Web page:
McGeechan counts on Leslie effect

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Ian McGeechan and the Scottish Rugby Union hierarchy have found themselves on the uncomfortable end of some sharp criticism over their warm embrace of the so-called "kilted Kiwis" and other minority groupings who would struggle to distinguish between a haggis and a set of bagpipes. Only recently, the former international lock Alistair McHarg spoke publicly of the "disenchantment" and "demoralisation" he detected in the oval-ball community as a result of current selection policy.

McGeechan feels he has won the argument, though, and yesterday he had little hesitation in recalling the New Zealand-born Leslie brothers to his Six Nations side for tomorrow's match with France at Murrayfield at the expense of two "proper" Scots, the Glasgow centre Andrew Henderson and the Newcastle lock Stuart Grimes. John Leslie, who played for Otago against Gavin Hastings' Lions as long ago as 1993, returns to midfield duty for the first time since the autumn, while Martin Leslie's strong form for Edinburgh has persuaded the coach to shift the hard-working Jason White from blind-side flanker to lock.

If Grimes, an impressive performer against the touring All Blacks in November, is paying a price for his more recent anonymity at club and Test level, the 22-year-old Henderson has apparently been omitted for his own well-being in the long term. "Andrew will benefit from the rest," McGeechan explained yesterday. "I want to manage him over an 18-month period; the last thing I want to do is over-pressurise him. He has played a lot of rugby over the last few months and we should not underestimate the progress he has made. It would be counter-productive to risk him getting adverse effects from playing too much."

The senior Leslie, John, is therefore saddled with one of the least enviable tasks in the game: neutralising the all-round brilliance of the Tricolores discovery of the season, Damien Traille. The Pau centre can do pretty much everything – run, kick, tackle – better than Leslie, but the New Zealander has an enormously capable rugby brain and will relish the challenge of drawing Traille's sting and pose a serious threat to French ambitions of a third Grand Slam in five seasons.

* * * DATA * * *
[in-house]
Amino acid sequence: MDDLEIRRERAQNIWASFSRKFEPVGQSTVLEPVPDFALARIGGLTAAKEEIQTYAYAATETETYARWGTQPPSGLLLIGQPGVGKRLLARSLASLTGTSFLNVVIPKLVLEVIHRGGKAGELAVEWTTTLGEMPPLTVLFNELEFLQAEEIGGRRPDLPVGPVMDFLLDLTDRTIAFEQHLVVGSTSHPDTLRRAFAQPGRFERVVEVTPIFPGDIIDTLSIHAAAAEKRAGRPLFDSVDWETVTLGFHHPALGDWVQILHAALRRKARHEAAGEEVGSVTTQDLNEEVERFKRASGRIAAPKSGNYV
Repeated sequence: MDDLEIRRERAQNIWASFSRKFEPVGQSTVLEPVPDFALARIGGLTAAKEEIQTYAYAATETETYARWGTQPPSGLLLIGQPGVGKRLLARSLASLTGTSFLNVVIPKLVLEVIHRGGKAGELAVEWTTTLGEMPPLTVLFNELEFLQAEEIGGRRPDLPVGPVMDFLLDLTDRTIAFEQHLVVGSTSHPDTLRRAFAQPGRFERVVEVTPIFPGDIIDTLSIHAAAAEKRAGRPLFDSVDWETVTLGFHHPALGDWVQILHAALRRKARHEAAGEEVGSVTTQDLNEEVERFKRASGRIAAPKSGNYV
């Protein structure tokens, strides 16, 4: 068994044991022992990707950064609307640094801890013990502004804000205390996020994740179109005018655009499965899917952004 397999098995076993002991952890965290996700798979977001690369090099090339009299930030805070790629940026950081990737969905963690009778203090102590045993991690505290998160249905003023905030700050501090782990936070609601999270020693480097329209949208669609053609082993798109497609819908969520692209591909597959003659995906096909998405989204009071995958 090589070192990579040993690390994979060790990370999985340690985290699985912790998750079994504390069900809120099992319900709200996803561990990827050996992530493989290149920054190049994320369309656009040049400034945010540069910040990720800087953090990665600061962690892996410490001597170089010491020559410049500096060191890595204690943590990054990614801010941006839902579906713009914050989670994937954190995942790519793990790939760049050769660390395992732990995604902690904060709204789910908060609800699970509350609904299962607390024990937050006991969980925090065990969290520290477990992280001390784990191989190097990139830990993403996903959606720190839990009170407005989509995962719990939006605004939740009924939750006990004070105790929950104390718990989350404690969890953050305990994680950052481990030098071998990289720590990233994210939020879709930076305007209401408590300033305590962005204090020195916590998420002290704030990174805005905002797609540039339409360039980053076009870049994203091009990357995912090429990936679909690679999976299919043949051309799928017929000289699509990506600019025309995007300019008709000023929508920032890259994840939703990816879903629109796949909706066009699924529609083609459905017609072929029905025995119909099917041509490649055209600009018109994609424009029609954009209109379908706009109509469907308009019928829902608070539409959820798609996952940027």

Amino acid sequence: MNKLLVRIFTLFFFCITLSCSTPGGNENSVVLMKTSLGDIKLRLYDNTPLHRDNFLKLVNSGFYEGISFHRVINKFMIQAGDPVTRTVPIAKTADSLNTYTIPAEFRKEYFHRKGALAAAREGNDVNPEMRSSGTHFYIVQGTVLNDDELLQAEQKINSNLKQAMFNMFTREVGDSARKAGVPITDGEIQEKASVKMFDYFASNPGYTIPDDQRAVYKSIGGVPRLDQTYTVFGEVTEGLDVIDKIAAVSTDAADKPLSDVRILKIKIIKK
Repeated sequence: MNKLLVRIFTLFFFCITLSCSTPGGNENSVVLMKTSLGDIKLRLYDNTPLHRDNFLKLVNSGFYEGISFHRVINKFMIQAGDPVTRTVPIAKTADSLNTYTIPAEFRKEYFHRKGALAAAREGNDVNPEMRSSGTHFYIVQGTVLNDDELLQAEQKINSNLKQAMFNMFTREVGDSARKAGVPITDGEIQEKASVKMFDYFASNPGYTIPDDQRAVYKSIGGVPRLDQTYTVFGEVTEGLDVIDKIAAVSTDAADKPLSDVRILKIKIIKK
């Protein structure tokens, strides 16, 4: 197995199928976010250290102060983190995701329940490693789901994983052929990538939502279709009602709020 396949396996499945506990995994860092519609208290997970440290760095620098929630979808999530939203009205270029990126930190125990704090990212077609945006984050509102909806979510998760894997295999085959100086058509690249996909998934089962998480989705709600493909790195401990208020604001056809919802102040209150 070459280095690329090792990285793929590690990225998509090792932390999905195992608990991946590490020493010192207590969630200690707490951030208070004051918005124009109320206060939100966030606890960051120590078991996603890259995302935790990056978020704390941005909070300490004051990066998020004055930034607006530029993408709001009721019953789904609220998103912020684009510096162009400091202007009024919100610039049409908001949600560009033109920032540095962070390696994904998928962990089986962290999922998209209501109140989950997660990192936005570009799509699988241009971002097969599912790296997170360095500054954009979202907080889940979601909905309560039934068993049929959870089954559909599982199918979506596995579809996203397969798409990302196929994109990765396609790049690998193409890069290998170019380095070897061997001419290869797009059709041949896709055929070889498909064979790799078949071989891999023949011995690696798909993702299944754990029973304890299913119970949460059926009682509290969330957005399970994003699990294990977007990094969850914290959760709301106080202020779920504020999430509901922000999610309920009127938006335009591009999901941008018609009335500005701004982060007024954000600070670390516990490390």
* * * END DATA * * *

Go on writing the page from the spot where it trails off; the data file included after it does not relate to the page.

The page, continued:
He will be aided and abetted from the outside-half position by Scotland's arch-Francophile, Gregor Townsend, who will equal Scott Hastings' record of 65 caps this weekend. Townsend has some climax to the season ahead of him: his club, Castres, are in the semi-finals of the Heineken Cup and, bizarrely enough, are also contemplating a struggle against relegation from the élite division of the French league, having finished bottom of their eight-team pool following five consecutive championship defeats.

Meanwhile, the Canadian union is keen on playing England and the United States in an annual triangular tournament, beginning next season. The matches would be played at a single venue over a three-week period, with the top two teams from a round-robin format appearing in a grand final. "There is something in it for everybody," said Pat Parfrey, the president of Rugby Canada, yesterday. "The key for us is to win the support of England and the approval of the International Rugby Board."

England are keen to strengthen links with both North American unions. Twickenham officials have tabled proposals as part of their campaign to persuade the IRB to scrap its current tour schedule and introduce a "mentoring" system, under which major unions would provide financial and technical aid to what they rather patronisingly call the "developing unions". However, the IRB did not exactly perform cartwheels of joy when the proposals reached them, and are unlikely to sanction any new tournament if it conflicts with the programme now in place.

Besides, England are so committed on the international front in the build-up to next year's World Cup that any trip to Canada would involve a development team. Plans for 2003 have yet to be finalised – England have not even finalised plans for this summer – but matches against Japan, New Zealand, Australia and France are all under discussion.

SCOTLAND (v France, Murrayfield, 4.0pm tomorrow): B Laney (Edinburgh); C Paterson (Edinburgh), J McLaren (Glasgow), J Leslie (Northampton), G Metcalfe (Glasgow); G Townsend (Castres), B Redpath (Sale, capt); T Smith (Northampton), G Bulloch (Glasgow), M Stewart (Northampton), S Murray (Saracens), J White (Glasgow), M Leslie (Edinburgh), B Pountney (Northampton), S Taylor (Edinburgh). Replacements: G Graham (Newcastle), R Russell (Saracens), S Grimes (Newcastle), J Petrie (Glasgow), G Beveridge (Glasgow), D Hodge (Edinburgh), K Logan (Wasps).